New Aspie parent? Feeling overwhelmed? You’re not alone.

Your child was diagnosed with Asperger’s? She’s on the Autism Spectrum? And you’re feeling overwhelmed? You’ve got this – even if it feels like the world is slipping through your fingers.

How can I dare say “you’ve got this” with confidence? Because I’ve been there – and I’m still there. Who am I? Who is our family? I’m glad you asked! My husband and I raised a daughter on the Autism Spectrum, with Asperger’s. Diagnosed well over a dozen years ago, she is now a young adult and thriving. We’ve seen so much. I don’t dare say “we’ve seen it all” as there’s always something new around each corner. Though, to be honest, we don’t have as many twists and turns as we did in the early days. Still, we’ve been there and we want to let you know you’re not alone in this journey.

Let’s talk parent to parent for a few moments, okay? (YouTube more your thing? I touch on this subject in this vlog:  )

Was your child, your loved one, recently diagnosed with Asperger’s Syndrome?

We’ve been there. It’s normal to feel overwhelmed. The reasons for this are endless. Coming to grips with a diagnosis (any diagnosis, for that matter) is emotional. Even though neither of us was surprised by K’s Asperger’s Syndrome diagnosis, we still needed time to let it soak in. For mom, here, who rarely cries, tears flowed that day. Do you need time alone or with your partner to let the reality of your new family pathway sink in? Take it. It’s ok. It’s necessary. Just be sure to check back in. Ignoring the “rules” and realities of navigating and living in the world of autism comes with a high price.  Trust me, you can’t afford that price. Take time and accept it. Then choose to move forward. Things are going to be okay.

Are you seeing others in your lives start to wilt like petals in the heat of summer?

We’ve lived this. This is another reality so many of us face. This rejection will sting; just don’t let it scar you. From this point forward there will be an endless stream of those who don’t, who won’t, “get Asperger’s,” but they are not your concern. Sure, they may be quite persuasive (or downright rude) in their own misguided mind, trying to convince you to reject your child’s truth. Don’t listen to them. Move on. There are so many of us who do understand. Seek us out. We may not be the easiest to find, but we’re here – and we’ve been there.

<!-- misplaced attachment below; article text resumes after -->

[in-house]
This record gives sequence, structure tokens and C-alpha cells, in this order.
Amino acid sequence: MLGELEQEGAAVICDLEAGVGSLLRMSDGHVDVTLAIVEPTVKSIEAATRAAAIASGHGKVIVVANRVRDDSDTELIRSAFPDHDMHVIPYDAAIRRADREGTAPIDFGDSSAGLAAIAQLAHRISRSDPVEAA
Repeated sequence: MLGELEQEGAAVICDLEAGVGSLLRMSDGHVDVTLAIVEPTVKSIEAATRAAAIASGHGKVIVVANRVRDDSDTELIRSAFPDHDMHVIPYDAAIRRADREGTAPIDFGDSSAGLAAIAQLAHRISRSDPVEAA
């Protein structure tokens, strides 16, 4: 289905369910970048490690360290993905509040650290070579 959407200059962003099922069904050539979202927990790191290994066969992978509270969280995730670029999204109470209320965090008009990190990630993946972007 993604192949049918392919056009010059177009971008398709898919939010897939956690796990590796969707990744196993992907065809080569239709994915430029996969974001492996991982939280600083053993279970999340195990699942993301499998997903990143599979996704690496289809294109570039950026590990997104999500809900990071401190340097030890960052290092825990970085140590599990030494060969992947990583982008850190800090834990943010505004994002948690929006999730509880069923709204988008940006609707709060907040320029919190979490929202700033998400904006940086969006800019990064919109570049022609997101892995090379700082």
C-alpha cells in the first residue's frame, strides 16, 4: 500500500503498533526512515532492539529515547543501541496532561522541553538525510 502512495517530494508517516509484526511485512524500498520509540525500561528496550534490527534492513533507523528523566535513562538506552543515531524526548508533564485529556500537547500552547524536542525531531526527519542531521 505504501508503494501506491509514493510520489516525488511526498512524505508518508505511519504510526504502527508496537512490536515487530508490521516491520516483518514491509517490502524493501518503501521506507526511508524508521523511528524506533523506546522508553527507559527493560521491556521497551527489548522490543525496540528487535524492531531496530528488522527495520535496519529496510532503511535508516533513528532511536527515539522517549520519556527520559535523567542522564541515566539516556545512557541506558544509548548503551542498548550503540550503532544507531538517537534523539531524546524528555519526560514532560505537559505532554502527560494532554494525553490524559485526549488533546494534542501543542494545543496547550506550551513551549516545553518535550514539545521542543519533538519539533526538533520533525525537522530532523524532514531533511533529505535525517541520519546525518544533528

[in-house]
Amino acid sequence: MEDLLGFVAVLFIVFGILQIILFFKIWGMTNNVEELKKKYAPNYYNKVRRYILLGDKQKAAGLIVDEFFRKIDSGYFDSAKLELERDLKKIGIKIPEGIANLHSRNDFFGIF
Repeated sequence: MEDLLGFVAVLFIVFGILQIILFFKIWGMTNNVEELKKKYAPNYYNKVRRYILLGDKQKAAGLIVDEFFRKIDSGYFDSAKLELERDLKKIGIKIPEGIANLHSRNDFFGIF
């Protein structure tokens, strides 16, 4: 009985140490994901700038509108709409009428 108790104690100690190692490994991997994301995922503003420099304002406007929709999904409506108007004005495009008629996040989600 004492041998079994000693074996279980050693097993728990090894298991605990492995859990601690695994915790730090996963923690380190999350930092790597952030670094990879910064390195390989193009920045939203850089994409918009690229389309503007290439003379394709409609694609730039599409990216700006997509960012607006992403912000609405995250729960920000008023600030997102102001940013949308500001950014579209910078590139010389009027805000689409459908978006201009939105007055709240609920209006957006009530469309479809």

Are some individuals misdiagnosed? Of course! But if your child’s diagnosis is solid, have faith in that and move forward. Don’t let others tether you to their own ideals; use that energy to propel you to work even harder for your child.

Did your child have an outburst in public again? Or do something else that causes you to feel deflated inside?

We’ve been there. Like in the grocery store when our very young Aspie daughter told the cashier though tears she was having a very bad day. (…because mom would not buy everything she wanted, and she was sensory overloaded.) Do the best you can with the resources you have. Parenting is hard. Too many parents don’t bother these days, do they? Don’t be like them. Bother. Try. Our young adult often comments on the lack of social skills of those all around her, who have no excuse, who have no reason to struggle to understand all the nuances innate to so many. Nuances she works to comprehend with each and every human interaction. Remember, this is ongoing for them. Help them. Be there for them. Let them know you’re there, and you won’t judge. Model and guide. And love them in a way they understand you mean it.

And don’t forget; we all have bad days, too.